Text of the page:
> the literature" and claims to have actually heard or seen it!
>
> Another example is the "black bordered ad" attacking Kennedy in the
> DALLAS MORNING NEWS. Crenshaw claims to remember it "with sickening
> clarity." But then he describes a *handbill* that was distributed in
> Dallas! Roger Bynum first noticed this. See:

Well maybe that's because there were both John. Maybe he saw both as di
many other Dallas citizens.
Didn't LBJ's girlfriend say that H.L. personally showed her the
handbill? Must have been prowd of his son's work.
Y'know, I've often wondered whether H.L. had a premonition of what his
son would look like in adulthood when he named him Bunker.

Tony

Tony Pitman

unread,
Oct 19, 1998, 3:00:00 AM10/19/98
to
Debra Conway wrote:

Bravo Debra. I knew there was more to this but the memory is foggy. Not
only that but what Dr Crenshaw said of the conversation is so typically
LBJ that the cap fits.
I do wonder why LBJ, if it is true, would think Oswald would be about to
confess since he was adamant earlier that he killed nobody.
I can only think that if LBJ was aware of the plot he would not have
known who the mechanics would be and may have thought that this man was
one of them and may cop the blame if he thought he was dying anyway.
With a little pressure of course.
When you think about it Ruby almost botched his job completely. One shot
in the gut with a hospital nearbye is often surviveable. If the police
had not completely botched the first aid he probably would have lived,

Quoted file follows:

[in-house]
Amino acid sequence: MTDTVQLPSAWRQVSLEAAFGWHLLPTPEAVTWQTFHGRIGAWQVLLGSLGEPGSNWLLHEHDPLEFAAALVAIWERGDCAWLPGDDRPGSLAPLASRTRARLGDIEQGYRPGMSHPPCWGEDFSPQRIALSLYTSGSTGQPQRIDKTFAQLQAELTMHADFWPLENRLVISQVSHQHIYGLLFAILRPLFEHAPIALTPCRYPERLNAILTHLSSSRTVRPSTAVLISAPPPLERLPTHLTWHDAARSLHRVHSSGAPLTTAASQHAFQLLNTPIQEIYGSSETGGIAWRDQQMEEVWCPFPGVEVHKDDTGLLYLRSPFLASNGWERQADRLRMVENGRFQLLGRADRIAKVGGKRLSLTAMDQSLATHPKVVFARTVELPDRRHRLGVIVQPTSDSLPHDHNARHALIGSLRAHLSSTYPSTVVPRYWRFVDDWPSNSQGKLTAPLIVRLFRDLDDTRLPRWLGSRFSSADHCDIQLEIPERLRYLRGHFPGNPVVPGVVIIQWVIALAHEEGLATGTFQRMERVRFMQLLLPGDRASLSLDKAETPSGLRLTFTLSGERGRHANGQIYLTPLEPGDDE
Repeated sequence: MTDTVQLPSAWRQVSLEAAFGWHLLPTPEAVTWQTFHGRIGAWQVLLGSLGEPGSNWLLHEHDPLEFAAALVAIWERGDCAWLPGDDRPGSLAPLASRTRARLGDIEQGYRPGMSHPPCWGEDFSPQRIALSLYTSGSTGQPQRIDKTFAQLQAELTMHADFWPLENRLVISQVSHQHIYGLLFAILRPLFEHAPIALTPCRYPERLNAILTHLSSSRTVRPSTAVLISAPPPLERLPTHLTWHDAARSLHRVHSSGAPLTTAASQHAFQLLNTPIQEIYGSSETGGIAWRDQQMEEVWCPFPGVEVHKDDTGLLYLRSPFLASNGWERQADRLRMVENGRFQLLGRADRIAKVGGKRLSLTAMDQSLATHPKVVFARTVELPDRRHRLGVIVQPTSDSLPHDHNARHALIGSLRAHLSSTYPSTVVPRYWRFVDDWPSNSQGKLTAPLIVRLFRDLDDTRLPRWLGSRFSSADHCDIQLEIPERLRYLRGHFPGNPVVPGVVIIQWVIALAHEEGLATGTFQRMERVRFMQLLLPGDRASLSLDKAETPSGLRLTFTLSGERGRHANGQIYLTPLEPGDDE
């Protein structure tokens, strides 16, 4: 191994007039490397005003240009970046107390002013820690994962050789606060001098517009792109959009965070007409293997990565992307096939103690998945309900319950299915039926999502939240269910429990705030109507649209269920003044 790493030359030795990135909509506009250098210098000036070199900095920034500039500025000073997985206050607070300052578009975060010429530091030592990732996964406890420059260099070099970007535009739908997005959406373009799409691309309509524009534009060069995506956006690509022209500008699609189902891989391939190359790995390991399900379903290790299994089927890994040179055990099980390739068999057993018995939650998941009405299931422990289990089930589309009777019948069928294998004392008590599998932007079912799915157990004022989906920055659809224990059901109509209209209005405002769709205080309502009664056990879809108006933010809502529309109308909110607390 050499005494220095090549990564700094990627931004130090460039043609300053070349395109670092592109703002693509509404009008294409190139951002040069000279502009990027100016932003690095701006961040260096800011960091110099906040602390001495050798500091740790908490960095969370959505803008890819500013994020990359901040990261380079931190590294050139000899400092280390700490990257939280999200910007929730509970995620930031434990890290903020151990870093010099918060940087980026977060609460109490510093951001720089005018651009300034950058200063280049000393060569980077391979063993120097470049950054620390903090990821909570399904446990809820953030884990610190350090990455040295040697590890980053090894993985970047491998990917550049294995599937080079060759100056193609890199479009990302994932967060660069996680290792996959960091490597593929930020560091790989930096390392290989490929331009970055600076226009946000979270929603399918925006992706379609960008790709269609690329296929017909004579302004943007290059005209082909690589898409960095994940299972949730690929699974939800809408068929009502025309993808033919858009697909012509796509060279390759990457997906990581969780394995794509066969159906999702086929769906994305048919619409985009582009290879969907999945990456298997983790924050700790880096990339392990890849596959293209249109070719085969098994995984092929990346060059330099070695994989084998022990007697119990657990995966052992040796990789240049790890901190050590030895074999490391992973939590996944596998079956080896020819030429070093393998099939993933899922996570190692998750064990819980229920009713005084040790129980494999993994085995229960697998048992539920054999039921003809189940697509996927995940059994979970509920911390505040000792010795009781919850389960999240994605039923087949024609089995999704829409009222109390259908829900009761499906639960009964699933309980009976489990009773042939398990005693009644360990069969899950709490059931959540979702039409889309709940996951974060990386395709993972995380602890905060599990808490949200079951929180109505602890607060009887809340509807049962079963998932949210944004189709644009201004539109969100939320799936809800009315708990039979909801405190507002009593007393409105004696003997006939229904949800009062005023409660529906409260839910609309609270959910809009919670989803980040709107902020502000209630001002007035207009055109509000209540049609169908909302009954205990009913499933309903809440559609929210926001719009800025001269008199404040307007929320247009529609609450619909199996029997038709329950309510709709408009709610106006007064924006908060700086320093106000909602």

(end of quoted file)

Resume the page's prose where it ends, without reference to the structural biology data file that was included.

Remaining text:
for a little while at least. I understand they tried CPR or some form of
resusitation which is fatal with stomach wounds.
Another plus for the DPD eh? They were trained in first aid in their job
weren't they? No wonder the mayor Cabell did not want Chief Curry in
the basement.

Tony

Tony Pitman

unread,
Oct 19, 1998, 3:00:00 AM10/19/98
to
John McAdams wrote:

> On 16 Oct 1998 04:21:20 -0500, gar...@ix.netcom.com (Gary Aguilar)
> wrote:
>

> >In <3626c068...@mcadams.posc.mu.edu>
> 6489mc...@vms.csd.mu.edu
> >(John McAdams) writes:
> >>
> >
> >Scoffingly, McA writes:
> >
> >>He's (Crenshaw is) one of the witnesses Gary uses as a "back of the
> >head" witness.
> >>

> >O.K. Lets compare what Crenshaw said to what the professor of
> >neurosurgery, Kemp Clark, MD said:
> >
> > KEMP CLARK, MD:
> >
> >Professor and Director of Neurological Surgery at Parkland, in an
> > undated note apparently written contemporaneously at Parkland
> >described the
> > President's skull wound as, "...in the occipital region of the
> >skull... Through the head
> > wound, blood and brain were extruding... There was a large wound
>
> >in the right
> > occipitoparietal region, from which profuse bleeding was
> >occurring... There was
> > considerable loss of scalp and bone tissue. Both cerebral and
> >cerebellar tissue were
> > extruding from the wound." (WC--CE#392)
> >
>

> [Gary's usual "back of the head" witnesses snipped.]
>

Come on John. I notice you snipped the bit containing the FBI report
from the '90s saying how Dr Crenshaw's statement agreed with
"contemporanious reports of others especially neurosurgeon Dr Kemp
Clark's" in that they both said the wound was in the rear right of the
head. Occipital, temporal and parietal but all behind the ear and
horizontally not higher than two inches above the ear.
Are the FBI people conspiracy authors too now John?

Tony

Tony Pitman

unread,
Oct 19, 1998, 3:00:00 AM10/19/98
to
John McAdams wrote:

> On 14 Oct 1998 00:14:34 -0500, gar...@ix.netcom.com (Gary Aguilar)

John,

Gary has shown two witnesses who coroborate Dr Crenshaw's statement that
the White House, at least called the ER.
Can you think of anyone else in the White House who would so concerned